In the 1800s people started to show in in the Pacific Northwest, these people were Japanese. Anyone who was apart of a minority was discriminated against, including the Japanese. Flash forward to WWII, when Japanese Americans were held by American’s after the bombing of pearl harbor. Americans looked for answers or people to blame and eventually rumors circulate around that Japanese farmers had plowed arrows in Hawaii pointing towards military locations for Japan to attack. Due to the attack on Pearl Harbor, President Franklin D. Roosevelt issued the executive order 9066; executive order 9066 was issued only twelve days after the attack. All Americans with Japanese lineage were thought to be spies, loyal to their country. The executive order permitted the military to declare certain areas off-limits to any or all persons (Versions of America, pg. 698)
After the Executive order was put into place all Americans with any Japanese lineage had a week to get their priorities in order. They then had to gather as much as they had to carry and sell the rest. General John L. DeWitt, head of the Western Defense Command, immediately declared the entire West Coast a military zone closed to “all persons of Japanese ancestry, both alien and non-alien” (Version of America, pg. 698) Japanese and U.S. citizens rode on a train to internment camps. 110,000 Japanese Americans were sent to 10 different camps where they would stay till the end of the war.
After these 110,000 people arrived at their internment camps they were greeted with temporary homes surrounded with fencing, and not the white picket fence that all urban homes have; barbed wire surrounding their homes with guards watching every move you make. Imagine being crammed into a small home seizing all of your privacy, not just in your home but everywhere in the internment. You may work but the pay they give you is only minimum wage which was $0.25 in 1940, in 2019 that is around $4.25
The Japanese Americans started to fight, they thought that their rights as Americans were being violated. They took this matter to the supreme court with Korematsu vs. the United States in 1944. The supreme court found that “constitutionality of relocating and interning Japanese Americans as a justifiable military measure” (Versions of America, pg. 700).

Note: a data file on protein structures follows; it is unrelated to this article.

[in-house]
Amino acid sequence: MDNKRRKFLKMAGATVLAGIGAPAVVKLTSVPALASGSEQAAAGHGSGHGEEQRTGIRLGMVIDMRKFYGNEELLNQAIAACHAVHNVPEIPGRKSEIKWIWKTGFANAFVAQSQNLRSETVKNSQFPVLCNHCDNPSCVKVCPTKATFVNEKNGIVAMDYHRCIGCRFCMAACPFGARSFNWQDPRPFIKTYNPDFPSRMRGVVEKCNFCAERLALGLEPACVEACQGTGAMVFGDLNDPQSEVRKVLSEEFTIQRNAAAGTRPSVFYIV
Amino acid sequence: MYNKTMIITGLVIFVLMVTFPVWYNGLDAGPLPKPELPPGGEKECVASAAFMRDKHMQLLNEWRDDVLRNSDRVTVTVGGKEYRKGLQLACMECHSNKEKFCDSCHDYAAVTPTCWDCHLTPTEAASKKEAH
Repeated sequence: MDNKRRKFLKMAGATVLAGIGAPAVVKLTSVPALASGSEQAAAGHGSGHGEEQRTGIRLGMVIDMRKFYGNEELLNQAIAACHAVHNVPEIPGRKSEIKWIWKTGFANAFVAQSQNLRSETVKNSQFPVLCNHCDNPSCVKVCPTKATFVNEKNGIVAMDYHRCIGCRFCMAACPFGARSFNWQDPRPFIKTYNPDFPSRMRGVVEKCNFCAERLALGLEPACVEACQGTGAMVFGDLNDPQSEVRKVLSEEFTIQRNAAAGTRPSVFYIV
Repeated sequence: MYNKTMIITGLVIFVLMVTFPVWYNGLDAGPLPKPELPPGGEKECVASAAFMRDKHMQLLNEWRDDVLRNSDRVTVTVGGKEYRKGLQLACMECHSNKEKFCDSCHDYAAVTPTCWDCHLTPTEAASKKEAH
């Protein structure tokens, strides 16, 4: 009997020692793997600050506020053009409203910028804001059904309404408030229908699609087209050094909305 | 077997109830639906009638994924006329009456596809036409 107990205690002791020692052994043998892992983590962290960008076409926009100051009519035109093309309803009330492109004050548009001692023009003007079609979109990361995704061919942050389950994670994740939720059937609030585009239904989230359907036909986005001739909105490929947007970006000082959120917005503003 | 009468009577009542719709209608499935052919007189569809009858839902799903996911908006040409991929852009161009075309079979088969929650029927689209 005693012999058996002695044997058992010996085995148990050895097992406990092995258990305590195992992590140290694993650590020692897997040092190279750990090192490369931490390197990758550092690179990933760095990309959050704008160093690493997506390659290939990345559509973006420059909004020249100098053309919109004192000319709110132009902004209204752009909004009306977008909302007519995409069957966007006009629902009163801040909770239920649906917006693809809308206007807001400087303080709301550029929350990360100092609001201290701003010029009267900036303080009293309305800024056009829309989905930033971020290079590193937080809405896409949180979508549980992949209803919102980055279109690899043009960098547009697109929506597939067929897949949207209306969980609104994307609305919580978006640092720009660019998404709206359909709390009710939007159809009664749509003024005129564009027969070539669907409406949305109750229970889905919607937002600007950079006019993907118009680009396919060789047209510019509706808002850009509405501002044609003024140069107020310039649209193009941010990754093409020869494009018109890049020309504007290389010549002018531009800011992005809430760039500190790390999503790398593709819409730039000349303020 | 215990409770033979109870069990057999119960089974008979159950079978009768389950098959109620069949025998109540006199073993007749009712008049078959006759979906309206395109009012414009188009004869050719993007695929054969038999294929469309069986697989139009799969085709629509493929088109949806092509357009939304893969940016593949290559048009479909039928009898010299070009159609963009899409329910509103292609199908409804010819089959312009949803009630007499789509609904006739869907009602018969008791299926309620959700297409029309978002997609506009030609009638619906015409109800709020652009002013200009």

In the internments, there was roughly two-thirds of native-born Japanese Americas. There was only one-third of Japanese Americans that actually had ties to Japan. This statistic shows how wrong it was to start executive order 9066. With the American government not doing this exact same thing to other enemies of war, it is easy to sympathize for the Japanese Americans that had to go through WWII in internment camps. In 1988, the United States gave every Japanese American that went through an internment camp, $20,000 for their troubles.
Just thinking about what these men and woman went through, the American Government was not right in doing this to the Japanese Americans. Imagine being a man or woman that has lived in America all your life, you have worked hard you have made a family and you are a U.S. citizen. Then your country is attacked by the people who are your ancestors, you are related to them in some way. The American government sees this relation and they tell you on short notice you have to get ready and leave because of executive order 9066 that the President has put in place. You must get your act together and grab as much as you can carry to a temporary home where you are overcrowded and watched at all times till the end of the war.
Japanese Americans constitutional rights were challenged and what it meant to be an American citizen.
Keene, Jennifer D., Cornell, Saul, and O’Donnell, Edward T. Visions of America: A History of the United States, Volume2, 3rded. 2019.